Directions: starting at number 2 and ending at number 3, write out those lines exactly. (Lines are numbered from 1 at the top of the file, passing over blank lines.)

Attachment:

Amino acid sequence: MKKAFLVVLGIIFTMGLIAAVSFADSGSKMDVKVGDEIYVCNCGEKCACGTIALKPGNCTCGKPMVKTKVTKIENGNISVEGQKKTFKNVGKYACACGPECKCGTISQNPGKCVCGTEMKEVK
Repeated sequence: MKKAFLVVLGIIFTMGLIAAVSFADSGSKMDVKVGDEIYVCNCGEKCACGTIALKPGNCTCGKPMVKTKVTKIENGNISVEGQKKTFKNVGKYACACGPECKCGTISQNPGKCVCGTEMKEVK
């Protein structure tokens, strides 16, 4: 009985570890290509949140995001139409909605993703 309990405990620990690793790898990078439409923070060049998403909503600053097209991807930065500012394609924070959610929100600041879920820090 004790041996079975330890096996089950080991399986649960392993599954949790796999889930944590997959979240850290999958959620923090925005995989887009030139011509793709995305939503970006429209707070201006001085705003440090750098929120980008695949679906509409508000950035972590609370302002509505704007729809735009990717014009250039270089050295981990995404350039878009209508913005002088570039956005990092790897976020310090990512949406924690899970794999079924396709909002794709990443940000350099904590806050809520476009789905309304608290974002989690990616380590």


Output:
Repeated sequence: MKKAFLVVLGIIFTMGLIAAVSFADSGSKMDVKVGDEIYVCNCGEKCACGTIALKPGNCTCGKPMVKTKVTKIENGNISVEGQKKTFKNVGKYACACGPECKCGTISQNPGKCVCGTEMKEVK
């Protein structure tokens, strides 16, 4: 009985570890290509949140995001139409909605993703 309990405990620990690793790898990078439409923070060049998403909503600053097209991807930065500012394609924070959610929100600041879920820090 004790041996079975330890096996089950080991399986649960392993599954949790796999889930944590997959979240850290999958959620923090925005995989887009030139011509793709995305939503970006429209707070201006001085705003440090750098929120980008695949679906509409508000950035972590609370302002509505704007729809735009990717014009250039270089050295981990995404350039878009209508913005002088570039956005990092790897976020310090990512949406924690899970794999079924396709909002794709990443940000350099904590806050809520476009789905309304608290974002989690990616380590």